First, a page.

Wednesday, March 29, 2017

March 29, 2017

March 29, 2017

Dear Parents,

Nails are on my mind, and I have Levi Van Peursem to thank for that.  Levi, a senior from Orange City, stepped on a nail this weekend while working on a corn crib demolition.  And that became a story worth sharing.  The nail went through his boot and into his right foot, just below and slightly to the right of his big toe. That is quite the nail. He brought it to school to show his friends and even his principal. A badge of honor, I would say!  He worked through the pain to finish the demolition. 

I was impressed that he was able to keep working after that nail went through part of his foot.  I shiver thinking of what that must have felt like.   

In this Easter season, nails are an important part of our story and God’s story.  Jesus stepped into our darkness to rescue us.  He took more than a corn crib nail through a boot. Jesus took not just one nail, but multiple nails, and his body weight hung on these nails.  All for the purpose of destroying our sin and for destroying death. 

1 Peter 2:24 (NIV)
24 “He himself bore our sins” in his body on the cross, so that we might die to sins and live for righteousness; “by his wounds you have been healed.”
Our individual stories go to the cross, and because of Jesus, beyond the cross.  Praise God for the sacrifice, the gift and the freedom we have in Him. 

W. Dykstra

Wednesday, October 19, 2016


Dear Friends, 

James K. A. Smith states that,  The primary goal of Christian education is the formation of a peculiar person – a people who desire the Kingdom of God and thus undertake their life’s expression of that desire.”  

What jumps out at you as you read the quote?  For me it is the word peculiar.    What does it mean to be peculiar?  What is the opposite of peculiar?  What would a peculiar high school student look like?  Is Unity a peculiar high school?  Am I peculiar?  Are you?

Is a Christ-follower called to be peculiar?  I think so.  Peculiar students and a peculiar school would let Christ lead in every aspect of their life, including the way we do school, co-curriculars, communicate, use our budget…. That is our aim at Unity. 

We hear stories of high schools elsewhere where peculiar makes the news.  Consider this story from Louisiana:

We do often see peculiar right in our own building.  This past week, one of our junior students attended a Career symposium at a local college.  This event was held for all of our area high schools.  Afterwards, this student wrote a peculiar response.  He wondered why the focus was on getting a job where you could make lots of money to buy lots of stuff.  What about choosing a career that would best serve God in His Kingdom? It was an impressive, peculiar response.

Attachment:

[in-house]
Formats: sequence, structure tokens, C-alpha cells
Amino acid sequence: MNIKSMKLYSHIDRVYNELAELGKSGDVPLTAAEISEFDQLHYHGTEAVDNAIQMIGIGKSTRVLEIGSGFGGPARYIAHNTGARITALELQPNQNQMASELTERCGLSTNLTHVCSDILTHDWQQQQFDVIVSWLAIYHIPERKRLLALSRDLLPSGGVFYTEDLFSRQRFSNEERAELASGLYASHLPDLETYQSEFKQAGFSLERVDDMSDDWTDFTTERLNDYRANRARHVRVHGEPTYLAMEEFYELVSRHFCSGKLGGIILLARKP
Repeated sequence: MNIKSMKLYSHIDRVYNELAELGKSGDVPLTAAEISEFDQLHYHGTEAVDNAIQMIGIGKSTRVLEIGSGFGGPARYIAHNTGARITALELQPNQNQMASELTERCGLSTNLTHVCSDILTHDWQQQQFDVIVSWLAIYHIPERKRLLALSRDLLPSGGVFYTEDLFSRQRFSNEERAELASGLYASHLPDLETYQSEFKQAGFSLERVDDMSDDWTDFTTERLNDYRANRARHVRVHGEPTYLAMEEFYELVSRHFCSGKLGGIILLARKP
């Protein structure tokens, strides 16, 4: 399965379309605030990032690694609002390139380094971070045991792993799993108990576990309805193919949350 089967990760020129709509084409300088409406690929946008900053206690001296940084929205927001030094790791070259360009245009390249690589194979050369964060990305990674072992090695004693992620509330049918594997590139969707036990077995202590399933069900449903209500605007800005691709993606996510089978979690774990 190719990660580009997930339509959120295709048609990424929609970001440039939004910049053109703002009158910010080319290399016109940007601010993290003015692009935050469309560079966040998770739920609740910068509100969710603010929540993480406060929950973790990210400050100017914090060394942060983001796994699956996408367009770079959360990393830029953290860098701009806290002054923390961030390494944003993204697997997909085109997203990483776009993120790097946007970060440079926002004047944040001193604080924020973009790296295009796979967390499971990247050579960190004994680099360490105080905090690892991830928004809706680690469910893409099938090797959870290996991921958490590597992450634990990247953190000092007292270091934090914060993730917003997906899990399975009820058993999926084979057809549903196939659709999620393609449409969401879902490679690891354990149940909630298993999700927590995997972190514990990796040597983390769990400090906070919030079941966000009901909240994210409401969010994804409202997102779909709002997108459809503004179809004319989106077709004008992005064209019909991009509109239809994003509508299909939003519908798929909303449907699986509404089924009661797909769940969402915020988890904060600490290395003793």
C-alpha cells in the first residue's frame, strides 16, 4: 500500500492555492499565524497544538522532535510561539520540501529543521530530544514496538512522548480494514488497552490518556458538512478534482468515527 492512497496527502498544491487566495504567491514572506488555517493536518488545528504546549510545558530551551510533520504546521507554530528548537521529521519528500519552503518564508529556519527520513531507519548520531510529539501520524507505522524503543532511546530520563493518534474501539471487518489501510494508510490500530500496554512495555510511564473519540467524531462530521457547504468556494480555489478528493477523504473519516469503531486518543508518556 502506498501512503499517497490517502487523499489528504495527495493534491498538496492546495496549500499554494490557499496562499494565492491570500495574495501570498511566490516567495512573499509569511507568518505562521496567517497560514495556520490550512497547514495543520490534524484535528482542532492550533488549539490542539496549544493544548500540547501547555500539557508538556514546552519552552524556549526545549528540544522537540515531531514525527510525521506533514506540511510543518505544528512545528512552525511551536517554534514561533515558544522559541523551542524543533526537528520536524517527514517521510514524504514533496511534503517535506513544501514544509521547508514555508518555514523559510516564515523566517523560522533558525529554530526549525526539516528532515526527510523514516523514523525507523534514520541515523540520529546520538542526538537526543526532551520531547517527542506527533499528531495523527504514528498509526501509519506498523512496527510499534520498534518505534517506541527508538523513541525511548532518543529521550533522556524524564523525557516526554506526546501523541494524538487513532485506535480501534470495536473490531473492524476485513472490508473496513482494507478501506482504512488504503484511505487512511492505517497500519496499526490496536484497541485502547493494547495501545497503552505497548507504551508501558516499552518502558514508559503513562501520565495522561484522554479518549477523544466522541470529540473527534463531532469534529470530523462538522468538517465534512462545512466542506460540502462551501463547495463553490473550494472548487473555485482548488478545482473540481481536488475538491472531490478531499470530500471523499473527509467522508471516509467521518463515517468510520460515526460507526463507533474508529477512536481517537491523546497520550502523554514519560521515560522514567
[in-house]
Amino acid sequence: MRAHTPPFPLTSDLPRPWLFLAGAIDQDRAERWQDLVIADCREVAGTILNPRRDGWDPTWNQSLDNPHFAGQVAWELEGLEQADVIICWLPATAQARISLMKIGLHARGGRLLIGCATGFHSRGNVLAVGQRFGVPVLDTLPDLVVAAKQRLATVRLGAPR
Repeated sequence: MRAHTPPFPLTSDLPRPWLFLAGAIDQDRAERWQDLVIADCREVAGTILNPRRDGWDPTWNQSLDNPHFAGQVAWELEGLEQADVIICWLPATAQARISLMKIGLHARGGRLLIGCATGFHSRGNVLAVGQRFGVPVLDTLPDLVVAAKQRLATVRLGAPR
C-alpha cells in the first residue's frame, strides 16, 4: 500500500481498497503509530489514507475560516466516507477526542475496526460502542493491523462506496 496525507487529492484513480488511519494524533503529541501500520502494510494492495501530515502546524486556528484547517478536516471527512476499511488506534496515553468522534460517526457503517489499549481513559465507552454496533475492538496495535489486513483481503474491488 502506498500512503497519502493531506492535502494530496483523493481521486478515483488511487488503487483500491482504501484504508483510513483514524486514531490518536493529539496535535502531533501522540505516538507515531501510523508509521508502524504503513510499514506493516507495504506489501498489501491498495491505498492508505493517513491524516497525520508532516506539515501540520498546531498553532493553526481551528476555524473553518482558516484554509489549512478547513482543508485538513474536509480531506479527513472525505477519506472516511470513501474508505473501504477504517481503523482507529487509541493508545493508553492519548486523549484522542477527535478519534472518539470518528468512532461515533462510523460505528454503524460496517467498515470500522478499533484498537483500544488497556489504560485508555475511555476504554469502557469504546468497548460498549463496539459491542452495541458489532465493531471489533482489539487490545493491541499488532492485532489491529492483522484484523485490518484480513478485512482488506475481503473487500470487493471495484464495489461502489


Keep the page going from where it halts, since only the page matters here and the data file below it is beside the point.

How can we as parents in our homes, and teachers in our school create opportunities for our students/ children to be peculiar?   Becoming peculiar today might mean sticking with values and decisions things we took for granted 10 or 20 years ago.  Staying the course might make us peculiar.  But is there more?

Can peculiar increasingly be more a part of what we do at Unity? 

W. Dykstra

Monday, June 27, 2016

June 27, 2016

Dear Friends,

Tonight we wrap up the final event in Beijing, meeting with friends from Mt. Zion Church. Afterwards we hope to visit a shopping market. Need some gifts for the family!

This trip has been amazing and a huge thanks to the Board of Unity for sending me. In the past 3 days I have made specific and meaningful daily contacts with Christians interested in sending their children to the US for a Christian education.

A highlight of today was riding a bullet train to Beijing. We traveled at 300 KM per hour. The train had a restaurant area with tables and we could move about with ease.

China is a richly diverse country full of contrasts. We have seen poverty and affluence side by side. We have seen American culture influences everywhere and traces of communism. We have seen rural primitive agriculture, and cutting edge technologies. We have seen people made in the image of God living out their lives in a culture so similar and different from our own.

Yesterday, we worshiped in a house church, on the 10th floor of an office building. The skyline on Nanjing picture is from the church window. Afterwards we had lunch with the church leaders. Persecution of the house churches is real. They are watched closely. The government attempts to monitor and stop Bible studies in public. But as one church leader put it, “ If we were not being persecuted then maybe we are not doing enough for Christ?”

The Christian schools and churches in China need our prayers and our support. We have been asked repeatedly for partnerships. I know we could learn a lot from each other. The trip has infected me with a desire to lead in these partnerships.

For me, I am ready to go home. Tomorrow we leave for Beijing International at 5am, 4 pm your time. It has been a wonderful trip, and I am ready to see my family again. My friendship list has grown immensely in this trip. I met wonderful students and leaders from Wheaton, Calvin, Trinity, Korea, China and the US.

Xiexie ( thank you) for your prayers! And see you soon.

Wayne Dykstra